Exemplary of the ethylenically unsaturated monomers that are copolymerizable with vinylidene chloride and which are useful in the vinylidene chloride polymers of the invention are acrylonitrile, ethyl acrylate, vinyl acetate, and vinyl chloride. By way of example, some of the vinylidene chloride copolymers that are advantageously employed are those copolymers containing from about 88 to about 93 weight percent vinylidene chloride and 12 to 7 weight percent acrylonitrile, copolymers containing from about 88 to 93 percent vinylidene chloride with about 12 to 7 weight percent ethyl acrylate, copolymers containing from about 76 to 88 weight percent vinylidene chloride and 24 to 12 weight percent vinyl acetate, and copolymers containing from about 76 to 88 Weight percent vinylidene chloride and 24 to 12 weight percent vinyl chloride. Advantageously and beneficially, vinylidene chloride polymers with from about 9 to 11 weight percent acrylonitrile, or about 9 to 11 weight percent ethyl acrylate, or about 14 to 18 weight percent vinyl acetate, or about 18 to 24 weight percent vinyl chloride are employed in the practice of the invention.

The vinyl chloride polymers that are used to modify the vinylidene chloride polymer in accordance with the practice of the present invention are those which contain from about to 95 weight percent vinyl chloride copolymerized with from about 20 to 5 Weight percent of another ethylenically unsaturated monomer that is copolymerizable with vinyl chloride. Thus, the vinyl chloride polymers which can be used with advantage are those containing from about 80 to about 95 weight percent of vinyl chloride copolymerized with between about 20' and 5 weight percent of another ethylenically unsaturated monomer that is copolymerizable with vinyl chloride. Thus, the vinyl chloride polymers which can be used with advantage are those containing from about 80 to about 95 weight percent of vinyl chloride copolymerized with between about 20 and 5 Weight percent of a monomer selected from the group, by Way of example, of ethyl acrylate, propyl acrylate, butyl acrylate, acrylonitrile, vinyl propionate, vinylidene chloride and vinyl acetate.

The vinyl chloride polymer that is utilized in the present compositions should be compatible with the vinylidene chloride polymer to the extent that it will remain in intimate and uniform distribution throughout the blend when the blend is thermally fused prior to extrusion. In particular, there should not be any phasing out of the blended polymers.

As indicated, the polymeric compositions in accordance with the invention comprise from about 90 to about 99.5 weight percent of vinylidene chloride polymer based on the Weight of the composition, with from about 10 to about 0.5 weight percent of the vinyl chloride polymer, based on the weight of the composition. Profit-ably, from about 3 to 5 weight percent of the vinyl chloride polymer, based on the Weight of the polymeric compositions, is utilized to modify the vinylidene chloride polymer material in accordance with the invention.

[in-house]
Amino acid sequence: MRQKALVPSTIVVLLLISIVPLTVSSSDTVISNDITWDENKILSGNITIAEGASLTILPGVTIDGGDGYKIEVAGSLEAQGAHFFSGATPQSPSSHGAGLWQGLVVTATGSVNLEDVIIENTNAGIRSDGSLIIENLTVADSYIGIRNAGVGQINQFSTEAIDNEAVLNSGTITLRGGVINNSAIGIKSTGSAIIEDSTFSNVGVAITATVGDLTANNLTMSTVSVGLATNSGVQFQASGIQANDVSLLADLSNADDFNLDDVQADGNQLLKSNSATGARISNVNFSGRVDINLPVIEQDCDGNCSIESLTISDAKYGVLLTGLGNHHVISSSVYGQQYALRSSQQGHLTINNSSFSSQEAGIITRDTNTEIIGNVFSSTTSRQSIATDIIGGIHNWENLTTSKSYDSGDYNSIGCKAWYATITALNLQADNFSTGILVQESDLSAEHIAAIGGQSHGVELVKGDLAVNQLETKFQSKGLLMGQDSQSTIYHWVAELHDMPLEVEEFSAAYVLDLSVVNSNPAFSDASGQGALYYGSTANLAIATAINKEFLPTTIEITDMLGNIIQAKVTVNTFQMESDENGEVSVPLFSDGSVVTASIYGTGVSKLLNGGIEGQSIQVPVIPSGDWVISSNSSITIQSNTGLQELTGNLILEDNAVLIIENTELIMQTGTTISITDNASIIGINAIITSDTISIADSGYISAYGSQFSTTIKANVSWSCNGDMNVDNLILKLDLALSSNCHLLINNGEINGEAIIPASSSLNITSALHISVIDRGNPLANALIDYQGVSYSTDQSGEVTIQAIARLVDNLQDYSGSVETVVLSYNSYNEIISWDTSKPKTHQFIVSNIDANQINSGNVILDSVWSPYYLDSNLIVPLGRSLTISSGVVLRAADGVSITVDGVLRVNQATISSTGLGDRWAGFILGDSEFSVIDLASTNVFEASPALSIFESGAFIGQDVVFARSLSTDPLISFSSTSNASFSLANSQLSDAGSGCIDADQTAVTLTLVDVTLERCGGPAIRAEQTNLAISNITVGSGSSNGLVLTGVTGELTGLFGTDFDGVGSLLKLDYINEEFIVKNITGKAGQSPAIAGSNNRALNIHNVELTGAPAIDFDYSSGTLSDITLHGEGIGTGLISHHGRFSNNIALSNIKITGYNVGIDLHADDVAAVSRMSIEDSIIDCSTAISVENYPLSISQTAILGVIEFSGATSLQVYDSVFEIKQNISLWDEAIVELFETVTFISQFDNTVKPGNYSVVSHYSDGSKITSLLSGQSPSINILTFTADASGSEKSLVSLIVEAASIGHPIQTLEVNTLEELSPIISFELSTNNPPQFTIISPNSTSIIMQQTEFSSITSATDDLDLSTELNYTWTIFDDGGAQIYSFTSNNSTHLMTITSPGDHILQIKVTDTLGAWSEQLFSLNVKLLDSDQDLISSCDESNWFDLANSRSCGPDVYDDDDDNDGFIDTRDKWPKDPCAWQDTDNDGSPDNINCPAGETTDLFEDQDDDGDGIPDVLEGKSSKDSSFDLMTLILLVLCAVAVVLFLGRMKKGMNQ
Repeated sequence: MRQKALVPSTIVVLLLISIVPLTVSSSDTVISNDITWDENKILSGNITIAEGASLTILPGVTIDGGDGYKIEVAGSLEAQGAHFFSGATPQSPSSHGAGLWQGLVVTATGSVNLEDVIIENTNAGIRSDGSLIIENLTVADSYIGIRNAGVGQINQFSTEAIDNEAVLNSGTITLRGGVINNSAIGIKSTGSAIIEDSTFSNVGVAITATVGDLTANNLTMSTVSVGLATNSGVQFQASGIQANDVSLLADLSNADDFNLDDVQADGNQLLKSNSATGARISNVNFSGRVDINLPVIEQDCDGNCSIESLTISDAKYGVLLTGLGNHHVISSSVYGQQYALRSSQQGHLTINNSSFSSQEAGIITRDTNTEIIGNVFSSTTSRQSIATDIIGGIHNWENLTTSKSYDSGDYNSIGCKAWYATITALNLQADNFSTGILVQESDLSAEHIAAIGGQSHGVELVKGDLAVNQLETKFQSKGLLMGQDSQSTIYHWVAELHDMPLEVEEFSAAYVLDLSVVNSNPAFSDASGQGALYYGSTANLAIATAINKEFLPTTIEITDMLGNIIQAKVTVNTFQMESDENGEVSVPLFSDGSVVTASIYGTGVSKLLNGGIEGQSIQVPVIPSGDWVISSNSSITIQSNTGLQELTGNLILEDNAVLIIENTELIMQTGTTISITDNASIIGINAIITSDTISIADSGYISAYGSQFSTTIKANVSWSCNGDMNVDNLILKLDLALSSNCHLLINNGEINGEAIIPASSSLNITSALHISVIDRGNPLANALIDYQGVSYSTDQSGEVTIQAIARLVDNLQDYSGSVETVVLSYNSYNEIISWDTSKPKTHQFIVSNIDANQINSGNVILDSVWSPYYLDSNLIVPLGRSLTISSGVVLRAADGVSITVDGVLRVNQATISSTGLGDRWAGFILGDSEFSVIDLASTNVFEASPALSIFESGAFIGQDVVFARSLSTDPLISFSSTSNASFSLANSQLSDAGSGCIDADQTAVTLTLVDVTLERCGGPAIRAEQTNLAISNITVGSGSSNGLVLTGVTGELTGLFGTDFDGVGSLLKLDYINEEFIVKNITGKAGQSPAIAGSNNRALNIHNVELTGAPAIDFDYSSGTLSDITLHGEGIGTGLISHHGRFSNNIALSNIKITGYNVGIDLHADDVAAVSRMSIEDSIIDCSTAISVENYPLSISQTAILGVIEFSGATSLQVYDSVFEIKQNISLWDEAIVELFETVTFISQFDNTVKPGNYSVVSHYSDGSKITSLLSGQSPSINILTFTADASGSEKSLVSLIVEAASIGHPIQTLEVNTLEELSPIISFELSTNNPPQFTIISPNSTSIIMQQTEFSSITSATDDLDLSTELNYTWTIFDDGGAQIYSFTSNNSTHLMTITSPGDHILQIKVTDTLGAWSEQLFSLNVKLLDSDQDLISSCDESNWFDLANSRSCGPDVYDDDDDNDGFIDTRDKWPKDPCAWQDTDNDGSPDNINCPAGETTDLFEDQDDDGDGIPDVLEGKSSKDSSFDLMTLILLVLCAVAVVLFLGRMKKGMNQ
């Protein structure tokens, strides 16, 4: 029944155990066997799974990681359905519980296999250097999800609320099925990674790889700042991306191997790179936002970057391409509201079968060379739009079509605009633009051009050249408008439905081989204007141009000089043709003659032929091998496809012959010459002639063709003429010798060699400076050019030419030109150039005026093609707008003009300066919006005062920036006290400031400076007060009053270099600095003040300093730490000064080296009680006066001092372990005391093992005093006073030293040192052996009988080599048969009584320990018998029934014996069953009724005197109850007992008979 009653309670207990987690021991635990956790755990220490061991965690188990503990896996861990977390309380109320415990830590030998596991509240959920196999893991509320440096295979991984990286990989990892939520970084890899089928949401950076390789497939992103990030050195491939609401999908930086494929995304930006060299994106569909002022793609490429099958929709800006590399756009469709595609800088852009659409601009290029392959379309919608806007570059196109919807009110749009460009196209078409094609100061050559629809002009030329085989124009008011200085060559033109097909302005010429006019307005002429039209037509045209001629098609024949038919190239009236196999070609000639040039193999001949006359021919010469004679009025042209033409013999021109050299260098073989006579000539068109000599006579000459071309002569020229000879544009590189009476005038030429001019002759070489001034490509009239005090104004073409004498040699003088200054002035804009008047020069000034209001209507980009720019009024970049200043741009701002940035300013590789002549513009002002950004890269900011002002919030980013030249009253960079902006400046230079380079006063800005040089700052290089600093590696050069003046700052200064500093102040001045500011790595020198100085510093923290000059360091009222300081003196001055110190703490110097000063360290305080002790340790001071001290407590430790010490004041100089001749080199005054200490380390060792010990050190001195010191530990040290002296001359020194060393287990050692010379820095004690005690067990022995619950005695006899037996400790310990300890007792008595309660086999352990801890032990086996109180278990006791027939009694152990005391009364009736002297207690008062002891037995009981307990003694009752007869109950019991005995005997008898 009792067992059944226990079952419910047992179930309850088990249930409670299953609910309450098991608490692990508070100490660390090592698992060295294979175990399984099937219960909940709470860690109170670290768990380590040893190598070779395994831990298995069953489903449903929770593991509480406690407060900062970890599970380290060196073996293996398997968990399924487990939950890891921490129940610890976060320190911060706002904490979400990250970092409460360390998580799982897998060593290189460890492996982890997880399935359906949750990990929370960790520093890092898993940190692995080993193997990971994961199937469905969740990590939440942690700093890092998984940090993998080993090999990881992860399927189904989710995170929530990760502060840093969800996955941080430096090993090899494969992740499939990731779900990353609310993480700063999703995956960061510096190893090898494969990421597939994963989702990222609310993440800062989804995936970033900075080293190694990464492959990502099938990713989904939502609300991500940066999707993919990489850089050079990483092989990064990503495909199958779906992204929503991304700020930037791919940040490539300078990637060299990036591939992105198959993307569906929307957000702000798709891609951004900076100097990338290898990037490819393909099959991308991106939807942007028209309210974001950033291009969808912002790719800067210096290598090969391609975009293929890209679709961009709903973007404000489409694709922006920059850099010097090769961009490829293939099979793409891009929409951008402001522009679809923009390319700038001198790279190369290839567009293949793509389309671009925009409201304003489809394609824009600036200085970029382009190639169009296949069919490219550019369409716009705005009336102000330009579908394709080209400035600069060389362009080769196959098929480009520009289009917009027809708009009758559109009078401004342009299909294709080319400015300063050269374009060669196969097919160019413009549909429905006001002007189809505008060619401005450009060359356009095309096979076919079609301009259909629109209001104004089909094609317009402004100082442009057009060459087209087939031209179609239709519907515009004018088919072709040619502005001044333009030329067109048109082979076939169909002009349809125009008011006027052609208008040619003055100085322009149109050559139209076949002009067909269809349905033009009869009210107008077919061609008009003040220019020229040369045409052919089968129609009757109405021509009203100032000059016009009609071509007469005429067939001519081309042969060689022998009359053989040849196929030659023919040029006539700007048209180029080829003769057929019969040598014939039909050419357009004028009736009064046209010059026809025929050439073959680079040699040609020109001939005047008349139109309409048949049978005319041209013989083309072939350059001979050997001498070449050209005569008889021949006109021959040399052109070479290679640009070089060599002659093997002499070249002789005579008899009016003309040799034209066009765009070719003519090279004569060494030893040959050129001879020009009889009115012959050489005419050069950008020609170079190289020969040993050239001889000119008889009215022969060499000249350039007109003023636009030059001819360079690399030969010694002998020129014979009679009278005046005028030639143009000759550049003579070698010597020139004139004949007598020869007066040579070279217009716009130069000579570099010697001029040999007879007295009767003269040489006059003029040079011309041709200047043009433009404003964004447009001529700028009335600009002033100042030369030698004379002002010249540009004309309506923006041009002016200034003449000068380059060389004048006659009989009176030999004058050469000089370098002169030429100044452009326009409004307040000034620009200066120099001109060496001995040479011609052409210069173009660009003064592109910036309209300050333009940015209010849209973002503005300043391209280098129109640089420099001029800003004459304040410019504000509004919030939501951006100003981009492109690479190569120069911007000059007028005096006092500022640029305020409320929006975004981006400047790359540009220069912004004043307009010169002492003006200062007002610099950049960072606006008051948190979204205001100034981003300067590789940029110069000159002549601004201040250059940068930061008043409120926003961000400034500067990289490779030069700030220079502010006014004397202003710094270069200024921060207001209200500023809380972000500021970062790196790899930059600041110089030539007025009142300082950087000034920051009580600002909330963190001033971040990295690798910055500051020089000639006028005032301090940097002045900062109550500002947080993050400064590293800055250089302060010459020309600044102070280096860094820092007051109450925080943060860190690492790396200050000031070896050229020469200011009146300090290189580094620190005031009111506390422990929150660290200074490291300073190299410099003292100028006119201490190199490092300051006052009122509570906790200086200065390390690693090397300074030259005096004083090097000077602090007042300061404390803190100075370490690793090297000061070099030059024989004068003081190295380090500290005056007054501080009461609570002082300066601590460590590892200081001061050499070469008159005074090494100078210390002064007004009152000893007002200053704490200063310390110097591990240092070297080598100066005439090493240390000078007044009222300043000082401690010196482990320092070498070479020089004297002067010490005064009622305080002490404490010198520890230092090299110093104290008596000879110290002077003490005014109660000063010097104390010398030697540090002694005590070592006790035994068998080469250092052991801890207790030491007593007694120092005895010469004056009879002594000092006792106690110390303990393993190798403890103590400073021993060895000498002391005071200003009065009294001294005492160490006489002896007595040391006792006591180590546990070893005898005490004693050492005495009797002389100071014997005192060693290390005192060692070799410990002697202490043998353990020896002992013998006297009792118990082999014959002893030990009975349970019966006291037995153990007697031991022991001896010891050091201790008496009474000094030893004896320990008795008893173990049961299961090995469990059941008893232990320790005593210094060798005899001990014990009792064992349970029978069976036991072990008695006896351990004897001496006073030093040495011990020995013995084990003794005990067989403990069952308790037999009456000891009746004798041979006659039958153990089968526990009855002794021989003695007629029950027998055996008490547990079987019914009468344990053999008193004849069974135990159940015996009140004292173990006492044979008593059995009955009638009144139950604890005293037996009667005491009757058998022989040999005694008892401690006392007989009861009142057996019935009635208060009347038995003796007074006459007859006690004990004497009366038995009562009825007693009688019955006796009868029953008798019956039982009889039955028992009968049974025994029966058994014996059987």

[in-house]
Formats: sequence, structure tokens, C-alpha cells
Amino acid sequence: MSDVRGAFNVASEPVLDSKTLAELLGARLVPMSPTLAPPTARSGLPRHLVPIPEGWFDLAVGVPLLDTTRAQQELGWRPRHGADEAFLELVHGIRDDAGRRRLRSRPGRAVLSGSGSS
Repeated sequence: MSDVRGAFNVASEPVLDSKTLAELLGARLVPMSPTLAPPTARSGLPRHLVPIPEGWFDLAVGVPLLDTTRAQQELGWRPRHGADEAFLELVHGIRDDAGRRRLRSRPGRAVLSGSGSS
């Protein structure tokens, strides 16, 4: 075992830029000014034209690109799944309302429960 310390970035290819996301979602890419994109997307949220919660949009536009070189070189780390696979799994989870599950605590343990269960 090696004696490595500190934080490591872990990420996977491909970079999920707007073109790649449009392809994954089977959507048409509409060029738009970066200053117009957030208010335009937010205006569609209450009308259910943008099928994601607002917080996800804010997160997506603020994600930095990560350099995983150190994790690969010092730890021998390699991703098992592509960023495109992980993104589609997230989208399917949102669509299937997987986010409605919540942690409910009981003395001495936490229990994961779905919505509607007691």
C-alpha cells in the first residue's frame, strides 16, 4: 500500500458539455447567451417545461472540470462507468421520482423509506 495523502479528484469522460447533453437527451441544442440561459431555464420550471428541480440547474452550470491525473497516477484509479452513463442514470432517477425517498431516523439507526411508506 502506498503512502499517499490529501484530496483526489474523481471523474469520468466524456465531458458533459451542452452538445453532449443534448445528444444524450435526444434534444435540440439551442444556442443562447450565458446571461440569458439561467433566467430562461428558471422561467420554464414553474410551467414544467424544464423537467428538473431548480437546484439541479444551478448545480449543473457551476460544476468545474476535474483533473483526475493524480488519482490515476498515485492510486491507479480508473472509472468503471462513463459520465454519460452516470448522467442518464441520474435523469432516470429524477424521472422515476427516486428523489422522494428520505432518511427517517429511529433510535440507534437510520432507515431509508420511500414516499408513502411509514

When preparing the polymeric compositions of the invention, it is important that a thorough and complete intimate mixing of the vinyl chloride polymer and vinylidene chloride is effected. This is best accomplished by blending the two polymeric materials while they are in a solid, powdered or pulverulent form. However, other means suited for the purpose may be employed such as mixing the polymers in molten form. This is usually less desirable, though, because of the thermal degradation of the polymers when maintained at melting temperatures.

Films and related shaped articles can be fabricated from the compositions of the invention by any of the conventionally employed fabricating or extruding techniques. Of particular advantage in this regard, is to employ the technique for making film in tubular form.

The films and film tubes prepared in accordance with the present invention have excellent properties and qualities especially applicable to the use as films. Thus, the films of the invention have the same or essentially the same degree of clarity and shrinkabili-ty as the unmodified vinylidene chloride polymer film, i.e., film trom the vinylidene chloride polymer not having any of the vinyl chloride polymer admixed therewith. The present films have excellent tensile modulus ideally suited to withstand shock and thus prevent damage to any edge seal in the bag formed of the film. Thus, the present films, surprisingly enough, have decreased tensile modulus in the longitudinal direction than the normal unmodified films. This is so even though the vinyl chloride polymers that are added to the vinylidene chloride polymeric materials are harder resins and have higher tensile modulus values. Moreover, the present films can be readily and permanently sealed even after extended aging periods of the film.